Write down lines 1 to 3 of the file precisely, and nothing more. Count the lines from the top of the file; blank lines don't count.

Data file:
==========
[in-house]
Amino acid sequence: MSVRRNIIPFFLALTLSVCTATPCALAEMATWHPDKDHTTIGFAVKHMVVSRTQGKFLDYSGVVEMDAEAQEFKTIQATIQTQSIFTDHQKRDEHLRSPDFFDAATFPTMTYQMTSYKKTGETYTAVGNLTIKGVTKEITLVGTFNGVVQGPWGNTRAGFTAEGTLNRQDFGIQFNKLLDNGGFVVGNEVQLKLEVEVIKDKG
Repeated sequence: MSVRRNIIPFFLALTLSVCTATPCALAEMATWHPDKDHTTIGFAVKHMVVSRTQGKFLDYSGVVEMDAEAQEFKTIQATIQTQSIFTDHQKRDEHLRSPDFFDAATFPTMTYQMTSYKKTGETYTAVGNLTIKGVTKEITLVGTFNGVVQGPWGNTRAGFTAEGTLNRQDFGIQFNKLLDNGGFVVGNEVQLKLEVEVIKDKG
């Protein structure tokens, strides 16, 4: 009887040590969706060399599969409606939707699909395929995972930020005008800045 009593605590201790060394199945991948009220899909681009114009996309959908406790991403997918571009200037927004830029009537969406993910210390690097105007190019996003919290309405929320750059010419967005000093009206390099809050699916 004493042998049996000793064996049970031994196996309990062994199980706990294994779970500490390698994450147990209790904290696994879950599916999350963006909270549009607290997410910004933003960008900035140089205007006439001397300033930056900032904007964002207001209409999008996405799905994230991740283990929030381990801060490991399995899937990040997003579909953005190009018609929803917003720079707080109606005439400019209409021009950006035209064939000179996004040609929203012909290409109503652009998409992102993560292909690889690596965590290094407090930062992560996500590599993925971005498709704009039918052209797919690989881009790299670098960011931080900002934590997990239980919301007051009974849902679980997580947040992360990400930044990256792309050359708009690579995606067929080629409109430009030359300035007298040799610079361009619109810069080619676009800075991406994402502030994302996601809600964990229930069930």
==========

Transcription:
[in-house]
Amino acid sequence: MSVRRNIIPFFLALTLSVCTATPCALAEMATWHPDKDHTTIGFAVKHMVVSRTQGKFLDYSGVVEMDAEAQEFKTIQATIQTQSIFTDHQKRDEHLRSPDFFDAATFPTMTYQMTSYKKTGETYTAVGNLTIKGVTKEITLVGTFNGVVQGPWGNTRAGFTAEGTLNRQDFGIQFNKLLDNGGFVVGNEVQLKLEVEVIKDKG
Repeated sequence: MSVRRNIIPFFLALTLSVCTATPCALAEMATWHPDKDHTTIGFAVKHMVVSRTQGKFLDYSGVVEMDAEAQEFKTIQATIQTQSIFTDHQKRDEHLRSPDFFDAATFPTMTYQMTSYKKTGETYTAVGNLTIKGVTKEITLVGTFNGVVQGPWGNTRAGFTAEGTLNRQDFGIQFNKLLDNGGFVVGNEVQLKLEVEVIKDKG